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Unification minister’s inter-Korean illusion and outdated behaviors

Unification minister’s inter-Korean illusion and outdated behaviors

Posted November. 24, 2020 07:37,   

Updated November. 24, 2020 07:37


“Our job is to create a strategic space to induce North Korea’s cooperation,” said South Korean Unification Minister Lee In-young in a Sunday meeting with businessmen from the four major conglomerates – Samsung, SK, LG, and Hyundai Motor -, stressing the importance of the government and the private sector working hand in hand to prepare for inter-Korean economic cooperation. Minister Lee also attended a parliament debate the same day, expressing his hope to install a Seoul-Pyongyang mission, a liaison office, and a mission of commerce in Kaesong, Sinuiju and the economic trade zone of Rason.

Minister Lee’s remarks of late are not only untoward but borderline bizarre. Despite the series of incidents committed by the North – the detonation of the inter-Korean liaison office and the killing of a fisheries official from the South, Mr. Lee is drumming up the importance of a time of cooperation for both Koreas. For the COVID-19 vaccines that have yet to be secured, Lee said “the true virtue of sharing comes in bad times,” and now he has taken to gather the leaders of South Korean conglomerates to coax them into pursuing economic cooperation with the North, a highly anachronistic behavior.

Lee’s rationale is also a strange logical compilation of puzzles of self-serving optimism. He claimed that the presidential election in the U.S. is opening up a door to a new political landscape and the space of opportunity must be filled up with the time of the two Koreas. Contrary to the observations on a commonsensical and objective level, he equates the shift of power in Washington with a “space of opportunity.” The unification minister further argued that there is a high chance that the U.S. will make a more flexible approach and the North will focus on the economy in the future. The effective translation of his remarks is that Seoul must step up to coax Pyongyang when Washington is too preoccupied with its own agendas to pay attention to the North.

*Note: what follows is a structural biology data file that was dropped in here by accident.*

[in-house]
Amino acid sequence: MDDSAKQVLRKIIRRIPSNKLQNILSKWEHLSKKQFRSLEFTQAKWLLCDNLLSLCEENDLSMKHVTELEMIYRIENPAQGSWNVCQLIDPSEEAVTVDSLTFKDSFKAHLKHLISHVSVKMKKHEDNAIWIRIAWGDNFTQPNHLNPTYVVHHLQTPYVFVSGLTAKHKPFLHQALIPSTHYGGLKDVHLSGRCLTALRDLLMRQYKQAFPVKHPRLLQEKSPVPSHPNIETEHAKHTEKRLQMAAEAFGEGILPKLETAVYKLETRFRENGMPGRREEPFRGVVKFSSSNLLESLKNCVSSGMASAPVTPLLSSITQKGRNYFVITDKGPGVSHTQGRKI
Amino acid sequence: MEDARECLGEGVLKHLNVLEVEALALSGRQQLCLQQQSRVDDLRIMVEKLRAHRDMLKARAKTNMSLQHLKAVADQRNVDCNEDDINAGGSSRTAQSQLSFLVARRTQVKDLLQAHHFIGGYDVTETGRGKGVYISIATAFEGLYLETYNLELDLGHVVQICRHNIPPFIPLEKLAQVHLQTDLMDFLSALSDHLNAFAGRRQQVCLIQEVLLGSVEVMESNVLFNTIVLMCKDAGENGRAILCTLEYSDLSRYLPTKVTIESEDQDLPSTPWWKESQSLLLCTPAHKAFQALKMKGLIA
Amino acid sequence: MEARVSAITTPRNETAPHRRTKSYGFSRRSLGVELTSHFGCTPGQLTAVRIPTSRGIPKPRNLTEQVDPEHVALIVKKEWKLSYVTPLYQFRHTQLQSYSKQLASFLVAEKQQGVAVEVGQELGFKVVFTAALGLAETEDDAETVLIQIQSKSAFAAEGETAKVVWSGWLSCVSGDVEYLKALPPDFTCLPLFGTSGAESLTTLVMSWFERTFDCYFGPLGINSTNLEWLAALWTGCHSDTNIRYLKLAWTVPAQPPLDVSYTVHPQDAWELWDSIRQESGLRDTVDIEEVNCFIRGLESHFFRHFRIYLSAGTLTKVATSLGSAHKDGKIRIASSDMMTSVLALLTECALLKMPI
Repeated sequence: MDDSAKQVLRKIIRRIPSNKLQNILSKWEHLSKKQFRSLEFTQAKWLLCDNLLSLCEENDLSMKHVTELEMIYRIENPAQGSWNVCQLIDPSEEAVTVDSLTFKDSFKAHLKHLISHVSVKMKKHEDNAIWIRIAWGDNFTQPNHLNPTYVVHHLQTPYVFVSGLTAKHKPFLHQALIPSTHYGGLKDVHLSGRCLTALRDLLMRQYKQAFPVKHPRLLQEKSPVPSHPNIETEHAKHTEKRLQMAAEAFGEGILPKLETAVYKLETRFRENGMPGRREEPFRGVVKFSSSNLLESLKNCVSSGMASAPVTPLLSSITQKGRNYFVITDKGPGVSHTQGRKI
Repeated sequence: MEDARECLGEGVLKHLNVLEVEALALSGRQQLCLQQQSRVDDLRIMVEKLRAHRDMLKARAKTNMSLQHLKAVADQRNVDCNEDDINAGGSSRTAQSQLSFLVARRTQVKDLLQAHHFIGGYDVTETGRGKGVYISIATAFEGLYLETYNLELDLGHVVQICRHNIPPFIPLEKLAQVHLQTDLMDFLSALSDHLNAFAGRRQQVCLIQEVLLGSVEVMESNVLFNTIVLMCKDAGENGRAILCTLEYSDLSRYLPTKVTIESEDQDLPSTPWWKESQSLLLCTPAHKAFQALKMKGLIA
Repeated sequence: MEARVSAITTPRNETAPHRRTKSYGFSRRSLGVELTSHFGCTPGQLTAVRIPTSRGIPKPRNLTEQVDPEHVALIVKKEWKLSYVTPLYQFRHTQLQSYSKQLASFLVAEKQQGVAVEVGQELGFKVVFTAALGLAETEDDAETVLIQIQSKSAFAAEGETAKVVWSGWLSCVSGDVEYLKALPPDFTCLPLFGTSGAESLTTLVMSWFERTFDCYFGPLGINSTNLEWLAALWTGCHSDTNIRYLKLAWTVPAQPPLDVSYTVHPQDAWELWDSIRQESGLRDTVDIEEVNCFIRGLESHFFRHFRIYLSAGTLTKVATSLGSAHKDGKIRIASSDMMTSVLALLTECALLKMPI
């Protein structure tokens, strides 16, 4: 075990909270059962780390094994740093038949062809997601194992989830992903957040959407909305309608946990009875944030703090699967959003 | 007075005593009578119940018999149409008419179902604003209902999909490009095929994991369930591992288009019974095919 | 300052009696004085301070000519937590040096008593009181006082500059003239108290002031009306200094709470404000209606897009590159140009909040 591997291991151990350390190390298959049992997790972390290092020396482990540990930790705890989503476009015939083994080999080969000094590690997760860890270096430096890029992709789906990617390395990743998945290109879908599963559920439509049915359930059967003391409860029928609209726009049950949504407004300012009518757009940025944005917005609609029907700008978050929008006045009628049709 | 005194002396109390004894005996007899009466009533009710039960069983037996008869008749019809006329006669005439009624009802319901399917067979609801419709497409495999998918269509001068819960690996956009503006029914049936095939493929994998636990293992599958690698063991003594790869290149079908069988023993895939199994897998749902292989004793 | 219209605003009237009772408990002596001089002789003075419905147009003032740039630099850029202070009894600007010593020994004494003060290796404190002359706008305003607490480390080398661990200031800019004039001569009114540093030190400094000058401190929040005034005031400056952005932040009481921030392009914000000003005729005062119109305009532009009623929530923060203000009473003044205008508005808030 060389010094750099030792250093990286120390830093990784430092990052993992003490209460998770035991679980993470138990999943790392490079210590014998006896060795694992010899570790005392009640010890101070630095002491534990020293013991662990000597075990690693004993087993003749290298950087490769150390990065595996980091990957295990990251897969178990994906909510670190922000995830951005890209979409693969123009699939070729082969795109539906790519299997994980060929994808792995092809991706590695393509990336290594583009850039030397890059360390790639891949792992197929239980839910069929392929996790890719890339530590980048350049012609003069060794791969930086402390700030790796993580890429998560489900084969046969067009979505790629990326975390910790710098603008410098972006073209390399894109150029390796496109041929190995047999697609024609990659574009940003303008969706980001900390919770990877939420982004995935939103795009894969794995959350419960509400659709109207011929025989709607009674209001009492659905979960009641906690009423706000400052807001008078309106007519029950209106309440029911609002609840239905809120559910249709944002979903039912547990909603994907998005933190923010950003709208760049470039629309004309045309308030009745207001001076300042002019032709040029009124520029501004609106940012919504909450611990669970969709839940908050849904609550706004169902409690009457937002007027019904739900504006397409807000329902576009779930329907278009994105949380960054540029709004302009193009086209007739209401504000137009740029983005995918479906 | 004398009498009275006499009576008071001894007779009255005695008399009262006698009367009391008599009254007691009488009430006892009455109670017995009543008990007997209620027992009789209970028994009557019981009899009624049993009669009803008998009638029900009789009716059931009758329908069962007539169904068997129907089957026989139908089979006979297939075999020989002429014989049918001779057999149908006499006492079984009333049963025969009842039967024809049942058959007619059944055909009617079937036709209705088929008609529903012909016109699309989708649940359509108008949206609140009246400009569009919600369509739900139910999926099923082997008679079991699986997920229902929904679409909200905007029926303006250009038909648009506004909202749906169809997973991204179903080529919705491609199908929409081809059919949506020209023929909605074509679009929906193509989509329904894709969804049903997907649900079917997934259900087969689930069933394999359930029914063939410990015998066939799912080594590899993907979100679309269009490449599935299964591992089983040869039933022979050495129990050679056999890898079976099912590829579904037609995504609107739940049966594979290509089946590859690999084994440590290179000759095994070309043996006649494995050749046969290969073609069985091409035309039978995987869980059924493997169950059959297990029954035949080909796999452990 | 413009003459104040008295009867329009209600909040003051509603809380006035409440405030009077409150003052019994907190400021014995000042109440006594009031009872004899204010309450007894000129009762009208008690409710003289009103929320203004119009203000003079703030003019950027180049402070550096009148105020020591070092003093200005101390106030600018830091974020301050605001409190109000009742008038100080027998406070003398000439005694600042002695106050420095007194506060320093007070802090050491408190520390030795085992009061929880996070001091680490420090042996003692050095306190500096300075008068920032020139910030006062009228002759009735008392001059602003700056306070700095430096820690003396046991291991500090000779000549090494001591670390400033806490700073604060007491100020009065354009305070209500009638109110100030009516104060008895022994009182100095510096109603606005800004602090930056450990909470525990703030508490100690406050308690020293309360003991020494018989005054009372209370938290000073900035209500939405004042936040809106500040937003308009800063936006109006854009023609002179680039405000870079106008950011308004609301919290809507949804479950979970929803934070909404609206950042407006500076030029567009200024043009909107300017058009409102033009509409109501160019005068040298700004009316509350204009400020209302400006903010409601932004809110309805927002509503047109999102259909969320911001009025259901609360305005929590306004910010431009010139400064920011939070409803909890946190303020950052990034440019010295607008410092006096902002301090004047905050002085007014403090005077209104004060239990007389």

But Pyongyang has closed its border shut to stave off the coronavirus in the fear of losing its people at the expense of opening up. Even if North Korea does reciprocate, Seoul’s headlong pursuit of cooperating with the North won’t come across as ideal to U.S. President-elect Biden, who values teamwork among allies.

The low-key stance that Seoul has taken on has so far been considered as a desperate measure to prevent North Korean provocations. In fact, the Unification Ministry is practically designed to mollify the North, so such practices have been condoned albeit unpalatably. But the series of steps that Minister Lee has taken recently, which appears to have been hatched from his fantasy, are poised to haunt our businessmen too. Anxiety and excessiveness are bound to prove irritable.